To mother a NICU babe is to walk the fine line between fear and joy, hope and heartache, holding on and letting go. We were lucky enough to bring our miracle home within the week, but like the c-section scar above my uterus, the trauma and relief of it all still marked me. Something about today’s procedure felt like closure. If this could just go smoothly, I prayed. If you could give us peace, O God. Please.
A resident appeared at the front of my bed with a clipboard in one hand and pen poised in the other. My nurse stood at my side, working to attach my IV while the resident fired off a series of medical questions:
Do you smoke or drink?
Is this your first c-section?
What went unsaid: the first was an emergency. My OB, who performed the surgery, recommended this planned c-section for our second baby. I wished she was here now so I could stop answering these questions.
The IV finally landed, pricking my hand. I flinched. “Sorry,” the nurse said. “That had to hurt.”
“Any other surgeries?” the resident asked.
“Yes, I, um, had a D&C last spring,” I replied, straining to keep my voice even.
Her face dropped. “I’m sorry.”
I glanced toward Jay from his chair near the bed. He grimaced. I hated how this line of questioning laid bare our greatest pains. I would always remember the baby we lost, but I would not let grief darken this joyful day. “It’s okay,” I said, placing my hand over my belly instinctively. A tremor of movement grounded me.
Mercifully, the resident had reached the end of her list and excused herself. The heart rate monitor quickened, its percussive beeps filling the void.
“Your baby’s heart rate just kicked up a notch,” the nurse clucked. “He’s fine. He must know today is his birthday!”
“Oh yes,” I laughed, sensing the tension in the air dissipate. “Let’s get this kid out of here!”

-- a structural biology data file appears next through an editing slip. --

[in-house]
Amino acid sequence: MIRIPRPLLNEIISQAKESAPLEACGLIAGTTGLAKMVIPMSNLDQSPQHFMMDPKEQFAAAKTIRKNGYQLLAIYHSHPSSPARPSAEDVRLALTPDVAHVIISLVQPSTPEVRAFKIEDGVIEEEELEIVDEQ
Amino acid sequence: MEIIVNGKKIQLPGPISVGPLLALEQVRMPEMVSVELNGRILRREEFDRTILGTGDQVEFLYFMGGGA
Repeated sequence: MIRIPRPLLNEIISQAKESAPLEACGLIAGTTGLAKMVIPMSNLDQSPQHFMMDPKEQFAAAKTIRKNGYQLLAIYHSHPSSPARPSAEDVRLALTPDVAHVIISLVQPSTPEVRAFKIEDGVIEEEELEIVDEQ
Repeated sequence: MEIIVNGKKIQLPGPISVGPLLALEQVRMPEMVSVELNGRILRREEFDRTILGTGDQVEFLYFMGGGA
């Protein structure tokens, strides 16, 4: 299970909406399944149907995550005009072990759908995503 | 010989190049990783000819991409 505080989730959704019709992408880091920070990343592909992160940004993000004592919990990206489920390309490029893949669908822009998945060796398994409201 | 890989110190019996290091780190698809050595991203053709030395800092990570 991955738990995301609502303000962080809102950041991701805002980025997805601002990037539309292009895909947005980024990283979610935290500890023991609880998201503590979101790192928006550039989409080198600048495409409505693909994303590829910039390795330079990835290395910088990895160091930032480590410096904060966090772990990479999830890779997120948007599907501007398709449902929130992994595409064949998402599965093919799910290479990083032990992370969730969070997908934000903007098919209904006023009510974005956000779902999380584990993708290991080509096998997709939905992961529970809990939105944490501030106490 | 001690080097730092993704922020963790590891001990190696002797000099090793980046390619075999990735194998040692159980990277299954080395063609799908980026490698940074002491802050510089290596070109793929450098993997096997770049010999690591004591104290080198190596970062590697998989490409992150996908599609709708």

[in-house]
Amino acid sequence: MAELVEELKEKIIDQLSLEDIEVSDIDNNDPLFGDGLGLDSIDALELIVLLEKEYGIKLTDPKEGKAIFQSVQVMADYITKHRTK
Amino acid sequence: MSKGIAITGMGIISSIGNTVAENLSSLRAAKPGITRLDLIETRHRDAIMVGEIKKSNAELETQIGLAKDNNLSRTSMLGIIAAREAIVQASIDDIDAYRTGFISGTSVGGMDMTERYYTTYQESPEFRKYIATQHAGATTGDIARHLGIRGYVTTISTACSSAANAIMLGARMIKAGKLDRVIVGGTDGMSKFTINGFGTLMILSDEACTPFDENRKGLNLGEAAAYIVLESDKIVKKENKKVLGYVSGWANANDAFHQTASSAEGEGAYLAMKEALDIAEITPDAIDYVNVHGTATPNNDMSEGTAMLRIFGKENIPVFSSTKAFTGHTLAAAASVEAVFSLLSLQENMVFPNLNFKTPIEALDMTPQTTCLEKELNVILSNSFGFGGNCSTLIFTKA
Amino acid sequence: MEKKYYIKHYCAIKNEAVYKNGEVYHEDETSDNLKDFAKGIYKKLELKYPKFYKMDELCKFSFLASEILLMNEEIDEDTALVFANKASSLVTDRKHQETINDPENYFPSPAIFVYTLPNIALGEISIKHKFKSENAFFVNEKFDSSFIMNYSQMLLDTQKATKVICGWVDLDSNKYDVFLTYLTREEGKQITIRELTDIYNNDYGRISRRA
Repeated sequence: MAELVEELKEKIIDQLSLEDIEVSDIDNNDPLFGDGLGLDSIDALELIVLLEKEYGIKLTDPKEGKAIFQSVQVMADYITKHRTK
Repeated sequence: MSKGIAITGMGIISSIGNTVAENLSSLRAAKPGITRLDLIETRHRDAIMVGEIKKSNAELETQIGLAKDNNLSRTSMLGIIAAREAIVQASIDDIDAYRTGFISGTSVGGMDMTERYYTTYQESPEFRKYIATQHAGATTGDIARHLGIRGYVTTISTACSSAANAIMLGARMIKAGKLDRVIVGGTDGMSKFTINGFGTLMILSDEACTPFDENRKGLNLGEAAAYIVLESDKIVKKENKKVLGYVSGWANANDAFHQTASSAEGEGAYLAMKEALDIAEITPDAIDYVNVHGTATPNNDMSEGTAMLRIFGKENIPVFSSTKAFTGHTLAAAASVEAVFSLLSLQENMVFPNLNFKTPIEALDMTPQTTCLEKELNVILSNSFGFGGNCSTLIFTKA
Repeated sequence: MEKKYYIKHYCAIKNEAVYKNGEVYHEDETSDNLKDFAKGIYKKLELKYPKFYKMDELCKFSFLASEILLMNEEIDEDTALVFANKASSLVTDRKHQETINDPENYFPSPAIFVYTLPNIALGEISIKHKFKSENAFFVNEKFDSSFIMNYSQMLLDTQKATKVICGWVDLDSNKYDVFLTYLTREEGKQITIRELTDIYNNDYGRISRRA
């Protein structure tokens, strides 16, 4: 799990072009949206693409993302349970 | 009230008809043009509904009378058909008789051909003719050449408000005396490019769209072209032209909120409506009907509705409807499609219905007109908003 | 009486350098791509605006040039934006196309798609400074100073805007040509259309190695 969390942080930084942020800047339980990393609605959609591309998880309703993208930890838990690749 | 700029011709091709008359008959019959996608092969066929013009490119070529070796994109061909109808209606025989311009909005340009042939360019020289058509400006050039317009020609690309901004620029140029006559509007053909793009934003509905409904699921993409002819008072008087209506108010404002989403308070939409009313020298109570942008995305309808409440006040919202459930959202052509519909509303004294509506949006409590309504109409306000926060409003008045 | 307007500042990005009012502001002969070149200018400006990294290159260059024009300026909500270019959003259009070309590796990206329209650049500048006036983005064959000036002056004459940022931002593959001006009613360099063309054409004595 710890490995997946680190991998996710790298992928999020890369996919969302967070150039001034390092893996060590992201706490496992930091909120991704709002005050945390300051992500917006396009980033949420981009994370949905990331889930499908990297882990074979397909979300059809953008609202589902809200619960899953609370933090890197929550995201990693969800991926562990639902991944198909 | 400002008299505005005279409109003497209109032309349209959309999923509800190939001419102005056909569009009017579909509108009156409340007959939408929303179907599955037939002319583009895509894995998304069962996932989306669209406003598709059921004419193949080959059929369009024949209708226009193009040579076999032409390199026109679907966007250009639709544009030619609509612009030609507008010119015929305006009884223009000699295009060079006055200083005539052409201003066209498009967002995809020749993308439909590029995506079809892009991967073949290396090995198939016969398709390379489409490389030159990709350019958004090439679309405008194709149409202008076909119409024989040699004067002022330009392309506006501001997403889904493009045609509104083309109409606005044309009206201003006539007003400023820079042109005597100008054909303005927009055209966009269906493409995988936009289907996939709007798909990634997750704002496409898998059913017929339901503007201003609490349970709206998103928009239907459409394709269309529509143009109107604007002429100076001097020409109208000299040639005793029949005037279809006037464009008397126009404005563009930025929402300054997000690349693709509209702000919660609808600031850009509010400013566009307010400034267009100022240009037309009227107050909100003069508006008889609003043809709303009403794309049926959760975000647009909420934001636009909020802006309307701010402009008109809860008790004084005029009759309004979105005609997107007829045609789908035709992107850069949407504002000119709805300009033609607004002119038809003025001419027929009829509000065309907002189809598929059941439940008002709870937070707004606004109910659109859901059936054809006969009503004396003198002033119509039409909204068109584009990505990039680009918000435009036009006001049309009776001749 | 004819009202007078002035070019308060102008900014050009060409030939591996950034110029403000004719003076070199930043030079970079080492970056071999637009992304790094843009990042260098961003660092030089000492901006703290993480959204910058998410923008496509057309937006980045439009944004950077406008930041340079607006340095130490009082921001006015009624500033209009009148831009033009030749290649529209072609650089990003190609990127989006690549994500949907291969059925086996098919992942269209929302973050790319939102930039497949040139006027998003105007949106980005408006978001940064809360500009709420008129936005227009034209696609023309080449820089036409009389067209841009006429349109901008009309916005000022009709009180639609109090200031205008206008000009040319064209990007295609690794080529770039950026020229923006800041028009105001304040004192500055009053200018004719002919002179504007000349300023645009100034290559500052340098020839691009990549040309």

Medical staff in blue scrubs and hair nets milled about, readying the Operating Room for surgery. I sat on the edge of the table and thought of Jack. My five-year-old would love all the blue here — it’s his favorite color. Would he also love his baby brother? Or would the transition from only child to big brother upset him?
From the age of three he’d cajoled, “Can you get me a baby brother?”
“It’s not that simple,” I’d explained.”You can’t just ‘get’ them. Babies are a gift from God. All we can do is pray for one, and even then it might not work out. ”
So, during bedtime prayers Jack began asking God for a baby brother. Jay and I prayed too. For years, I thought the answer might be “no.” Today, we’d get to hold our holy “yes.”
“We’re going to have you curl your torso forward,” a nurse commanded, bringing me to the present. Tightness coursed through my body — Jay wasn’t yet in the OR, and I missed his calming presence. Softening her voice, she said, “I’ll hold your body against this pillow, like I’m giving you a hug. Ready?”
I held my breath and leaned forward while my anesthesiologist began his work. The position grew more and more uncomfortable by the minute. Soon my legs would begin to tingle, I knew. Soon they would position me on the table. And then what?
Up until this point the c-section had sat on my calendar as a finishing line, the glory at the end of a marathon pregnancy that included two jarring hospital visits for monitoring preterm contractions. But it wasn’t the finish line at all — first, I had to endure this surgery.
Unlike my last c-section, I’d be awake for much of the procedure. I’d been so focused on making it to this day I hadn’t considered what it would feel like. I shifted in my seat.
“Erin, I’m gonna need you to be still just a little longer,” the anesthesiologist directed.
“Almost done,” the nurse murmured. “Lean into me again.”
With one final push, the dosing was complete. A fuzzy feeling crawled up my legs while the nurses repositioned them on the table and assisted me in laying down. While they prepped my stomach and groin for surgery, I felt a strange sensation, almost as if my soul was suspended over my body. Let this go smoothly, I prayed. Let his life begin peacefully.